Momma called the idea ridiculous, but she was too busy looking at the rain falling over her head to ever notice hope.  She didn’t like living in a shabby trailer in the middle of a pile of garbage.  The ugliness blinded her.  She never saw the flash when clouds would separate—how the light filtered through the grey, coloring away the drab, if only temporarily.  In those sacred moments, something stirred within me.  The colors were magnificent—a divine gift restoring my faith that anything was possible.
Yes, I believed in the pot of gold.  Daddy was the only one who understood why—I believed because I was born with a dreamer’s heart. 
Once upon a time, Daddy had been a dreamer too.  Maybe that’s why Momma pursed her lips whenever I showed any signs of sky-gazing, but it wasn’t always so.  There were old photos of their younger days hidden inside a chest.  Sometimes, I would sneak into their room to steal a glance when Momma was busy frowning at clouds.  When Daddy and Momma were first married, his head tilted upwards.  Staring at the heavens, he was waiting for his big chance, but with each passing year, disappointment had his eyes lowering ever so slightly.  Until one day, he barely managed to look past the soles of his shoes.  All of his aspirations were lost, torn away by the storm inside of Momma.  My eyes had seen firsthand, just how destructive she could be.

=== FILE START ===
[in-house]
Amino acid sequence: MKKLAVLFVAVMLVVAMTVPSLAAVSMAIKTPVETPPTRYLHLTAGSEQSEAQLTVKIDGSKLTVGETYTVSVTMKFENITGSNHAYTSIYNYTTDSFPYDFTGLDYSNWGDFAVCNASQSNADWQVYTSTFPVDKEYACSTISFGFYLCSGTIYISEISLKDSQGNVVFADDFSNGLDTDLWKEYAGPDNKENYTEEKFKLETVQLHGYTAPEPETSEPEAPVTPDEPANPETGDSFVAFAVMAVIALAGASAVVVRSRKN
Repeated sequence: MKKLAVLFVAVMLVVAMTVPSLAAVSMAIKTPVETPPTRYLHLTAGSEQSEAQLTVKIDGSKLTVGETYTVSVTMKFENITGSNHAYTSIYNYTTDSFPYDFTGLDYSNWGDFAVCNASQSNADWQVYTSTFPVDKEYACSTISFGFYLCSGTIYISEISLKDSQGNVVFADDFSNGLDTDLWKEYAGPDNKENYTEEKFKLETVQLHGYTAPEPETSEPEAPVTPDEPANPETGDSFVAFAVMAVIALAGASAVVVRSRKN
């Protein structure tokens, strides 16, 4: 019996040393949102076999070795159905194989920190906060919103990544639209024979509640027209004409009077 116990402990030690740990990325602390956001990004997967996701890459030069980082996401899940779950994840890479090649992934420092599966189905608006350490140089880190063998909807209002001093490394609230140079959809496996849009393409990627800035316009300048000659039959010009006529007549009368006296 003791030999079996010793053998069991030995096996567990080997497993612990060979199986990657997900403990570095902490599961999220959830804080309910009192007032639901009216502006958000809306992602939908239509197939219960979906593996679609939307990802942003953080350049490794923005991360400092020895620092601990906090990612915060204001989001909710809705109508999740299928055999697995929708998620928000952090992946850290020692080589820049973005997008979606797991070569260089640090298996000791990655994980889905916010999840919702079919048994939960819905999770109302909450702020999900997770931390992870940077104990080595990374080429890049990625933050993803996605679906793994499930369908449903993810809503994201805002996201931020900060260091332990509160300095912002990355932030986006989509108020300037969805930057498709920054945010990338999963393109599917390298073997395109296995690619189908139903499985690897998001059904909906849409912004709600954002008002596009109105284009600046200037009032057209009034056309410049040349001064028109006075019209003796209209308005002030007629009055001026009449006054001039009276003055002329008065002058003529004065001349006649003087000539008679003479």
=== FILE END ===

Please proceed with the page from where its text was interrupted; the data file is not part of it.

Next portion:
“You’re dreams will never amount to anything.  You’re a loser, just like your father was before you!” she would scream at him, pointing at an empty refrigerator, or waived past due notices under his nose.
He never stood up to her, just stared at the ground as the tears ran down his cheeks.  It’s hard to raise your head when someone is always pulling you down with expectations you will never live up to.